A Downside to Tai Chi? None That I See
By JANE E. BRODY
Published: September 27, 2010
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The graceful, dancelike progression of meditative poses called tai chi originated in ancient China as a martial art, but the exercise is best known in modern times as a route to reduced stress and enhanced health. After reviewing existing scientific evidence for its potential health benefits, I’ve concluded that the proper question to ask yourself may not be why you should practice tai chi, but why not.
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It is a low-impact activity suitable for people of all ages and most states of health, even those who “hate” exercise or have long been sedentary. It is a gentle, calming exercise — some call it meditation in motion — that involves deep breathing but no sweat or breathlessness.
It places minimal stress on joints and muscles and thus is far less likely than other forms of exercise to cause muscle soreness or injury. It requires no special equipment or clothing and can be practiced almost anywhere at any time, alone or with others.
Once the proper technique is learned from a qualified instructor, continuing to practice it need not cost another cent.
The many small studies of tai chi have found health benefits ranging from better balance and prevention of falls to reduced blood pressure, relief of pain and improved immunity.
The latest and perhaps best designed study was conducted among patients with debilitating fibromyalgia, a complex and poorly understood pain syndrome.
Dr. Chenchen Wang and colleagues at Tufts Medical Center in Boston reported in August in The New England Journal of Medicine that tai chi reduced pain and fatigue and improved the patients’ ability to move, function physically and sleep. The benefits persisted long after the 12 weeks of tai chi sessions ended.
The study was financed primarily by the National Center for Complementary and Alternative Medicine, a division of the National Institutes of Health. To be sure, documenting tai chi’s purported health benefits is a challenge. As an editorial in the journal noted, it is virtually impossible to design an ideal study of tai chi. There is no “fake” version that could serve as a proper control to be tested against the real thing. Thus, researchers have to rely on less-than-perfect comparison groups. In the fibromyalgia study, for example, the control group was given stretching exercises and wellness education.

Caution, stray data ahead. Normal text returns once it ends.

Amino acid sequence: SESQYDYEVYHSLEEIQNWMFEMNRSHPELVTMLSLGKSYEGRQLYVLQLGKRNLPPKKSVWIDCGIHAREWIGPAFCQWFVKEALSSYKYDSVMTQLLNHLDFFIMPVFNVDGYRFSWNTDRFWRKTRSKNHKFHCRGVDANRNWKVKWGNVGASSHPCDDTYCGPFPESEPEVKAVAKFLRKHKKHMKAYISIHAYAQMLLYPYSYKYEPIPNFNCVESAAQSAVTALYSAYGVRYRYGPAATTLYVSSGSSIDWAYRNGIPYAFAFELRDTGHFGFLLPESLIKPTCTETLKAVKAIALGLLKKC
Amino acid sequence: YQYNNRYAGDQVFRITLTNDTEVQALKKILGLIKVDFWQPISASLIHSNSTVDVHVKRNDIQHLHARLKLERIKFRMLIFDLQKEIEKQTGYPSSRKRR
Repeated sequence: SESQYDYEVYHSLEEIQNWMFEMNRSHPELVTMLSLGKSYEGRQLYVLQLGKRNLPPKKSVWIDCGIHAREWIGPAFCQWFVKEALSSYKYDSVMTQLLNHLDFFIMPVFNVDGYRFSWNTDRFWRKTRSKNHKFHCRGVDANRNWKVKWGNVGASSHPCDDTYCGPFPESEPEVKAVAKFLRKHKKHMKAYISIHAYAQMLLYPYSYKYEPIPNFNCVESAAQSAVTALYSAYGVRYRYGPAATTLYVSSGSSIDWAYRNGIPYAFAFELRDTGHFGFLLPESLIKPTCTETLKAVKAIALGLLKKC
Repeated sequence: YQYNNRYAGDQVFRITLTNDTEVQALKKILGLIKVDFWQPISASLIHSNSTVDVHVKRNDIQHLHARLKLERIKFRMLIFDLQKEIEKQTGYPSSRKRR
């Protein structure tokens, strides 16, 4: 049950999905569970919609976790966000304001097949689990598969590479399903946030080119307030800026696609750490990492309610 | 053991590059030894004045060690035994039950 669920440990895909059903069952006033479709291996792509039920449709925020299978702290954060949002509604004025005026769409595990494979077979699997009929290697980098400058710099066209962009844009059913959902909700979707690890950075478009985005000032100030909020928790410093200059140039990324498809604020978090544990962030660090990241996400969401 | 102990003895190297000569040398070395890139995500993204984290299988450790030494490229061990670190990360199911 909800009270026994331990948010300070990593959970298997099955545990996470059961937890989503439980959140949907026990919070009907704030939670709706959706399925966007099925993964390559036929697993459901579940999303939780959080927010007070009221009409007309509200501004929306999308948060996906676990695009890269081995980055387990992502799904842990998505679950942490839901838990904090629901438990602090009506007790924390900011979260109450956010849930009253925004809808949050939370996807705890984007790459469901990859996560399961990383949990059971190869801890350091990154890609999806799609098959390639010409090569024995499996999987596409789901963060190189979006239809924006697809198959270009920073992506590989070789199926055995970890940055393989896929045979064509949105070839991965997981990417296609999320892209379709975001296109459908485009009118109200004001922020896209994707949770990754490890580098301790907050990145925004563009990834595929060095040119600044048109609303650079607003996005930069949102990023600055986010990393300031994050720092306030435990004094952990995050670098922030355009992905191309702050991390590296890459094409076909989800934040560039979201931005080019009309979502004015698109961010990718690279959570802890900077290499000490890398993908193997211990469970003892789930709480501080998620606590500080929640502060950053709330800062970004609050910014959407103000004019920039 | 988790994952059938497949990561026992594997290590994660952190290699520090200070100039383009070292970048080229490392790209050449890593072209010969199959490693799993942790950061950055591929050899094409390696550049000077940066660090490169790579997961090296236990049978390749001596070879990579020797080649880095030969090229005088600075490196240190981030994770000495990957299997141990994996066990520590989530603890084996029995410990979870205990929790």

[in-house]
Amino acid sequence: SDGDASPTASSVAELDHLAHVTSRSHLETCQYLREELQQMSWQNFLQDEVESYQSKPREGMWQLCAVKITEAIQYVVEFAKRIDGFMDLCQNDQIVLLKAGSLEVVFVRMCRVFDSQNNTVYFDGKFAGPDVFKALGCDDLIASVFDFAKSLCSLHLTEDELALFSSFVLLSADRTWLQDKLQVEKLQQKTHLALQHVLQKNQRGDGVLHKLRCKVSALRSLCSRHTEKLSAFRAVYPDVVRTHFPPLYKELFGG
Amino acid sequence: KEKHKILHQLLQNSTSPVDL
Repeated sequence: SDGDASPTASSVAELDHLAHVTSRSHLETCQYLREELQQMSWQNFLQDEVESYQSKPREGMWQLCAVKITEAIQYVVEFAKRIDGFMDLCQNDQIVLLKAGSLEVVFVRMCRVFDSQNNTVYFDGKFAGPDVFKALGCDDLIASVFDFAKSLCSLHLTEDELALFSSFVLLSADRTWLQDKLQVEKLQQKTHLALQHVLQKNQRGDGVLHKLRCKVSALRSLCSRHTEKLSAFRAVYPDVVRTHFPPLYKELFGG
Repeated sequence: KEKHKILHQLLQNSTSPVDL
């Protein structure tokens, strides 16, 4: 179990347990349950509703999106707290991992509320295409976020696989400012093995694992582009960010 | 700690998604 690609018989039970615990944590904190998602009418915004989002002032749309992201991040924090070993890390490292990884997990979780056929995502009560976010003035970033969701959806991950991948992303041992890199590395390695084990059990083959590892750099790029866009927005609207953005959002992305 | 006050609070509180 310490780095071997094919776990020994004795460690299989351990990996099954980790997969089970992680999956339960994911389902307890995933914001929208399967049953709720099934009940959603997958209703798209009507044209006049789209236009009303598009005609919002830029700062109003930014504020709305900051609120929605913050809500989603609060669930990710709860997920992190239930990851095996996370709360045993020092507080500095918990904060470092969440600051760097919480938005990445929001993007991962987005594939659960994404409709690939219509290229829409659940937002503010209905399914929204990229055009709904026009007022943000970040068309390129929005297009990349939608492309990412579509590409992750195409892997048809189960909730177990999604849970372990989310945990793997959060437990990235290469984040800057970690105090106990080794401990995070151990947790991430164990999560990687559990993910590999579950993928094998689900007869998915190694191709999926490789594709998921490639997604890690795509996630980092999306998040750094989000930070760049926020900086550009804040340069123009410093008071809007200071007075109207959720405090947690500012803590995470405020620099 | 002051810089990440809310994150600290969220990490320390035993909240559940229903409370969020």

And unlike evaluations of drugs, tai chi studies cannot be double-blinded such that neither patients nor researchers know which group is receiving which treatment. Those guided by a tai chi master would undoubtedly know who they are and could be influenced by the teacher’s enthusiasm for the practice.
Still, scientists have come to better understand and appreciate the mind-body connection, which for too long was dismissed as nothing more than a placebo effect, and most doctors are now more willing to accept the possibility that stress-reducing activities can have a profound effect on health.
A Stress Reducer
There is no question that tai chi can reduce stress. As the study authors described it, tai chi “combines meditation with slow, gentle, graceful movements, as well as deep breathing and relaxation to move vital energy (called qi by the Chinese) throughout the body.”
If nothing else, this kind of relaxing activity can lower blood pressure and heart rate, improve cardiovascular fitness and enhance mood. For example, a review in 2008 found that tai chi lowered blood pressure in 22 of 26 published studies.